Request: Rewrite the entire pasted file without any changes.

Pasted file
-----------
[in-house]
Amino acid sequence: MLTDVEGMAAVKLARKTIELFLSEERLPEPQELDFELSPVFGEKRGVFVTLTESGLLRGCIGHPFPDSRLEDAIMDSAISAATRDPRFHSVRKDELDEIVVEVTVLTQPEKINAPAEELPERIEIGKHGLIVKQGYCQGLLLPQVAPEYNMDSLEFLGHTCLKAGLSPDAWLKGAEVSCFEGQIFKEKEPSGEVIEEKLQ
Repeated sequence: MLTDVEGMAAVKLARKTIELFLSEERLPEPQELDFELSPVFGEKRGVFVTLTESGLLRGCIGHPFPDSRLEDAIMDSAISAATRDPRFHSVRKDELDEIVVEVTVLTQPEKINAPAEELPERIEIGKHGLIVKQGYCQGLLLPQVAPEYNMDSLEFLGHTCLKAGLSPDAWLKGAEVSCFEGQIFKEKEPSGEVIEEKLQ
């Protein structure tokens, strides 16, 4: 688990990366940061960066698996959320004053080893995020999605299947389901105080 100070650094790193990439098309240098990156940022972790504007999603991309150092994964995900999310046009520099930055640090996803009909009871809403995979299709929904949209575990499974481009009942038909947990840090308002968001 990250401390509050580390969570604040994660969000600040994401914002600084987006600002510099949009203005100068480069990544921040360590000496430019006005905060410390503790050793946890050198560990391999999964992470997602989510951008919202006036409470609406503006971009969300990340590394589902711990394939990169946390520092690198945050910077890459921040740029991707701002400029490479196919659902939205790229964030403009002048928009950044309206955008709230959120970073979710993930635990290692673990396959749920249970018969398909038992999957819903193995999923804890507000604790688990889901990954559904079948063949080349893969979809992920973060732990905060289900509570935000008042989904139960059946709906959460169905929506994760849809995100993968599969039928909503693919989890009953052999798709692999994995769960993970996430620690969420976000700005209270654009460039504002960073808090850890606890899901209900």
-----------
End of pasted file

[in-house]
Amino acid sequence: MLTDVEGMAAVKLARKTIELFLSEERLPEPQELDFELSPVFGEKRGVFVTLTESGLLRGCIGHPFPDSRLEDAIMDSAISAATRDPRFHSVRKDELDEIVVEVTVLTQPEKINAPAEELPERIEIGKHGLIVKQGYCQGLLLPQVAPEYNMDSLEFLGHTCLKAGLSPDAWLKGAEVSCFEGQIFKEKEPSGEVIEEKLQ
Repeated sequence: MLTDVEGMAAVKLARKTIELFLSEERLPEPQELDFELSPVFGEKRGVFVTLTESGLLRGCIGHPFPDSRLEDAIMDSAISAATRDPRFHSVRKDELDEIVVEVTVLTQPEKINAPAEELPERIEIGKHGLIVKQGYCQGLLLPQVAPEYNMDSLEFLGHTCLKAGLSPDAWLKGAEVSCFEGQIFKEKEPSGEVIEEKLQ
């Protein structure tokens, strides 16, 4: 688990990366940061960066698996959320004053080893995020999605299947389901105080 100070650094790193990439098309240098990156940022972790504007999603991309150092994964995900999310046009520099930055640090996803009909009871809403995979299709929904949209575990499974481009009942038909947990840090308002968001 990250401390509050580390969570604040994660969000600040994401914002600084987006600002510099949009203005100068480069990544921040360590000496430019006005905060410390503790050793946890050198560990391999999964992470997602989510951008919202006036409470609406503006971009969300990340590394589902711990394939990169946390520092690198945050910077890459921040740029991707701002400029490479196919659902939205790229964030403009002048928009950044309206955008709230959120970073979710993930635990290692673990396959749920249970018969398909038992999957819903193995999923804890507000604790688990889901990954559904079948063949080349893969979809992920973060732990905060289900509570935000008042989904139960059946709906959460169905929506994760849809995100993968599969039928909503693919989890009953052999798709692999994995769960993970996430620690969420976000700005209270654009460039504002960073808090850890606890899901209900």